Oh they could. Look at the flimsy reasons we've had so far which all have seemed to revolve around the general theme of incompetence (RPA not supplying enough information, ABP consultant not completing report in time etc.)

    And even if ABP don't hold this up, you can be sure there's a strong chance the government will. No one in the government has come out and said, "this project is going ahead, we shall supply the money for it, and it will be up and running by 20XX" - okay you have a few spouters like Cuffe and Ryan, but none of the big players have come out and wholeheartedly supported it. It's all been ifs, buts and maybes.

    We shall see what they're up to once the railway order is granted, they can't hide behind planning forever. Their current attitude is very suspicious though. It feels like there is no intent, no commitment, no genuine desire for this metro beyond soundbites and PR.

    Interesting article here;

    http://www.businessandfinance.ie/bf/2010/11/interviewsandfeaturesnovember2010/metroendoftheline


  • Moderators, Motoring & Transport Moderators Posts: 14,069 Mod ✭✭✭✭monument


    It has been approved, with many conditions.


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  • Registered Users Posts: 5,660 ✭✭✭jd


    http://www.pleanala.ie/news/na0003/na0003.htm
    However the Board decided not to approve certain elements of the scheme in the
    area north of Swords (namely the depot and ancillary facilities at Belinstown, and
    proposed line and stop at Lissenhall, as further detailed in condition 1) for the
    following reasons and considerations

    ..
    The scheme is approved from the Estuary Stop in Swords to St Stephen’s
    Green.
    ..
    (i) a re-located depot (and associated infrastructure) which shall be
    situated in the general vicinity of Dardistown, that is between the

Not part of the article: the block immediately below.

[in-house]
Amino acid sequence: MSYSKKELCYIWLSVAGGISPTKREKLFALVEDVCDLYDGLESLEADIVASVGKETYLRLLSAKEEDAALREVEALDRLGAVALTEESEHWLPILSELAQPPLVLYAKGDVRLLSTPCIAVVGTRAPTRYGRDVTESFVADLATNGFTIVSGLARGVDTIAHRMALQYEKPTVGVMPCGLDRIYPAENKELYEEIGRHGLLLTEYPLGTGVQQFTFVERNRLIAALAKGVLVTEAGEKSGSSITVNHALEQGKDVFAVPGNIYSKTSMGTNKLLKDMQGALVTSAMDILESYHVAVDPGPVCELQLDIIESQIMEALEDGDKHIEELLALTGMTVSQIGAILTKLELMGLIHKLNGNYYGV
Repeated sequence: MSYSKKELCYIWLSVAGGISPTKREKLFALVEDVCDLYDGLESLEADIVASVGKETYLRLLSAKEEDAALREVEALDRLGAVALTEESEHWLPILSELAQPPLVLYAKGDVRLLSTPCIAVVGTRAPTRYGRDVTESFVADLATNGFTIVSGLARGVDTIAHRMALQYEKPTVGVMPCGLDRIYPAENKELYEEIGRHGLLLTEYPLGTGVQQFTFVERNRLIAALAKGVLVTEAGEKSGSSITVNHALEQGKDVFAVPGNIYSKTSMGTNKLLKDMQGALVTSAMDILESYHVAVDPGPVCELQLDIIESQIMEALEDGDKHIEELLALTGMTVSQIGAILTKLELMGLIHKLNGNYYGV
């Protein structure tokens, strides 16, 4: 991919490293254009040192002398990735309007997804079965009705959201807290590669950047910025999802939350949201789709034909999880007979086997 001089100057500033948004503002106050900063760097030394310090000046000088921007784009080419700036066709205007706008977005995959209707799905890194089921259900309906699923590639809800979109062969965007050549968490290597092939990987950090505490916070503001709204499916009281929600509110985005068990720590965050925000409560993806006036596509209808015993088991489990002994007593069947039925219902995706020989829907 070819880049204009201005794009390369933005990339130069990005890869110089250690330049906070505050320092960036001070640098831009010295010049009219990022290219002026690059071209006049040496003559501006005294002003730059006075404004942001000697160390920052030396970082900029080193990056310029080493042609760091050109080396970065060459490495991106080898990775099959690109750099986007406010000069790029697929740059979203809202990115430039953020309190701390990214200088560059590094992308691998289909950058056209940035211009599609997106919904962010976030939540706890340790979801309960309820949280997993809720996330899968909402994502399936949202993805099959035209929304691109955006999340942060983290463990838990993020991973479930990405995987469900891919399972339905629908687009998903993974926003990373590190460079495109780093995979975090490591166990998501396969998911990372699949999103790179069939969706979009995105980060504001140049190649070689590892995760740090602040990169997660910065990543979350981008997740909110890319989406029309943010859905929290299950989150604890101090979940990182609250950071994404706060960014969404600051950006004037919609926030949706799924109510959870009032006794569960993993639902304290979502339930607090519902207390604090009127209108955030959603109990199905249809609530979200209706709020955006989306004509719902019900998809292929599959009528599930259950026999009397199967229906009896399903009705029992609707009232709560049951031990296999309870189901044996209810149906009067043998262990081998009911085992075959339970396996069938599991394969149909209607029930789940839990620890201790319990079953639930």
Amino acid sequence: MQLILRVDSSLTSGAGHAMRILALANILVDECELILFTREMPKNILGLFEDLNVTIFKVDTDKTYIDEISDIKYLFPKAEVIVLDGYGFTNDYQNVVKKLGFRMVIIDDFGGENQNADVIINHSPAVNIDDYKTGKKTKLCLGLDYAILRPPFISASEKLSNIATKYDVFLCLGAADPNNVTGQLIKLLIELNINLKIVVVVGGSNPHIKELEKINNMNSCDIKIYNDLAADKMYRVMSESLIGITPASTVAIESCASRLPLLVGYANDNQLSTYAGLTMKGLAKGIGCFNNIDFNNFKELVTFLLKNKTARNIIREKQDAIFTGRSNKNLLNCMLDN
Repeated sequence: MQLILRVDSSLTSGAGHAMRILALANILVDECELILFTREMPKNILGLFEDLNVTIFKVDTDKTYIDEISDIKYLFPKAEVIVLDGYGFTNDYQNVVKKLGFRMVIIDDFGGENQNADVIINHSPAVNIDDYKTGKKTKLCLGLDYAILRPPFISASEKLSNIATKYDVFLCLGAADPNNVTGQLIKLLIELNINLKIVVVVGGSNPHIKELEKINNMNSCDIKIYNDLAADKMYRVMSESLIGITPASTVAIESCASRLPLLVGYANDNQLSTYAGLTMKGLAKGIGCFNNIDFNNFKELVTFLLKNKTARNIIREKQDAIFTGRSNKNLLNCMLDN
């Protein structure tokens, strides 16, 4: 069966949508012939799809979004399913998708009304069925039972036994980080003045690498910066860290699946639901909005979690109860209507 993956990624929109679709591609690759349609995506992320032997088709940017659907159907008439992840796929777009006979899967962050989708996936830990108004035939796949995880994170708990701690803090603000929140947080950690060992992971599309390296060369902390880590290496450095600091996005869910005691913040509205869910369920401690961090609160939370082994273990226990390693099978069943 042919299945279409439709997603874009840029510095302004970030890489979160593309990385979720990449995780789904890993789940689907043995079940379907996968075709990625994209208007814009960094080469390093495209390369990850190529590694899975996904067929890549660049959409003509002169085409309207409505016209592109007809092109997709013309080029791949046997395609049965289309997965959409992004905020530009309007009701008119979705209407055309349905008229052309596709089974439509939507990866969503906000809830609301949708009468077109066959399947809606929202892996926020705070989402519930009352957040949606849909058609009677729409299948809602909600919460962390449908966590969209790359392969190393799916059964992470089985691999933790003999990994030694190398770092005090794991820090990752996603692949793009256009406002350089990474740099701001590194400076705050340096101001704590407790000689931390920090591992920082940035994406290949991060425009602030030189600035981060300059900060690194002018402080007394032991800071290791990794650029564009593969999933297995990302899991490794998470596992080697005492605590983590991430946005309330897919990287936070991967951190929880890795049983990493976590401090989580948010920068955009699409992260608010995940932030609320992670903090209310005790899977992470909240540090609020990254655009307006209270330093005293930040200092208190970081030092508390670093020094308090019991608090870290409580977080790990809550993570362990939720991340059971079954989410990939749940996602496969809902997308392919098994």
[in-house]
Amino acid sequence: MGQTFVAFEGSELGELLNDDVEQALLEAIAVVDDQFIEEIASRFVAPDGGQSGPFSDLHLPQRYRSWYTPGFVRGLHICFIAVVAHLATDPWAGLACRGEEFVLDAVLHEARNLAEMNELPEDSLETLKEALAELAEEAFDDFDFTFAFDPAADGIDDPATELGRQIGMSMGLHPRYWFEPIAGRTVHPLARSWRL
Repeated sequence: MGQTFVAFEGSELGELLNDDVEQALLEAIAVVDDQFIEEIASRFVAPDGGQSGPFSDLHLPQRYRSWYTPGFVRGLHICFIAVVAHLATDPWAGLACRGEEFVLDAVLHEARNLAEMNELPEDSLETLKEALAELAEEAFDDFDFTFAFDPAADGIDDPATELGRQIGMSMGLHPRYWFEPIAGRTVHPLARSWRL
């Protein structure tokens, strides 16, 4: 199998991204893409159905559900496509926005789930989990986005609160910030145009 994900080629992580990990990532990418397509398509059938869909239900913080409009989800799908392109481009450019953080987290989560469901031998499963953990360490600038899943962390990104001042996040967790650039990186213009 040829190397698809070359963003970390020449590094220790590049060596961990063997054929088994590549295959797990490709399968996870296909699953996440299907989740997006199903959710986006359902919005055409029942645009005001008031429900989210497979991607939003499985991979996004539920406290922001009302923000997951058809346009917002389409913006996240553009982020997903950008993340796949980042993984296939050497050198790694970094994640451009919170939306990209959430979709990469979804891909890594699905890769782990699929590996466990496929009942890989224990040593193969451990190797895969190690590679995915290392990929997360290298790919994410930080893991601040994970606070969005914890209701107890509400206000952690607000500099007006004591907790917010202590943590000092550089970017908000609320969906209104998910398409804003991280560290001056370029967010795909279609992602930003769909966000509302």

M50 motorway and Dublin Airport.

    Conditions here
    http://www.pleanala.ie/news/na0003/KNA0003.pdf


  • Registered Users Posts: 368 ✭✭Roryhy


    monument wrote: »
    It has been approved, with many conditions.

    Source?


  • Moderators, Business & Finance Moderators, Motoring & Transport Moderators, Society & Culture Moderators Posts: 66,402 Mod ✭✭✭✭L1011


    Truncating at Estuary should reduce construction and land costs enough to make up for having to build the depot on what I imagine would be more expensive land further south.


  • Registered Users Posts: 2,842 ✭✭✭Van.Bosch


    but was the park and ride not meant to be at lissenhal? I thought this was one of the key aspects of the plan?


  • Registered Users Posts: 368 ✭✭Roryhy


    http://www.rte.ie/news/2010/1028/metro.html

    The multi-billion-euro Metro North project in Dublin has been given the green light by An Bord Pleanála.

    The rail link from St Stephen's Green to Swords now faces final approval from the Government on a cost benefit analysis.
    The infrastructure project is described as the biggest in the history of the State and the ruling from An Bord Pleanála runs to 1,700 pages.
    The board has given permission for an underground track from St Stephen's Green to north of Ballymun where it will cross the M50 on a flyover.
    It will go underground at Dublin Airport stopping at a centralised transport hub before going overground again to Swords with some of the line on stilts due to the undulating landscape.
    The board has eliminated two stops at Belinstown and Seatown and ordered the relocation of a depot and park-and-ride facility.
    The board wants the park-and-ride facility and depot moved from Belinstown which is north of Swords because of the risk of flooding.
    The overall 18km line has therefore been shortened by 2.3km.
    The final plan for the underground section at Ballymun and the stop at O'Connell street also need to be finalised.
    But it is the proposed 'big dig' in the city centre, involving moving statues like the O'Connell monument and closing off part of St Stephen's Green, that is causing concern to some businesses.
    Enabling works on underground utility lines is due to start next spring while the construction itself is scheduled to last from 2012 to 2016.
    The overall estimated cost has varied from €5bn at the height of the boom to €3bn now with reduced construction costs.
    Supporters point out that because it will be a public-private partnership the initial cost will be taken by the private operator and the Rail Procurement Agency have will have to make a final decision between two consortiums - Celtic Metro Group and Metro Express - in coming month.
    A number of economic studies have been carried out by the RPA with the latest showing that for every €1 spent on the Metro there will be €2 back in terms of overall economic benefit.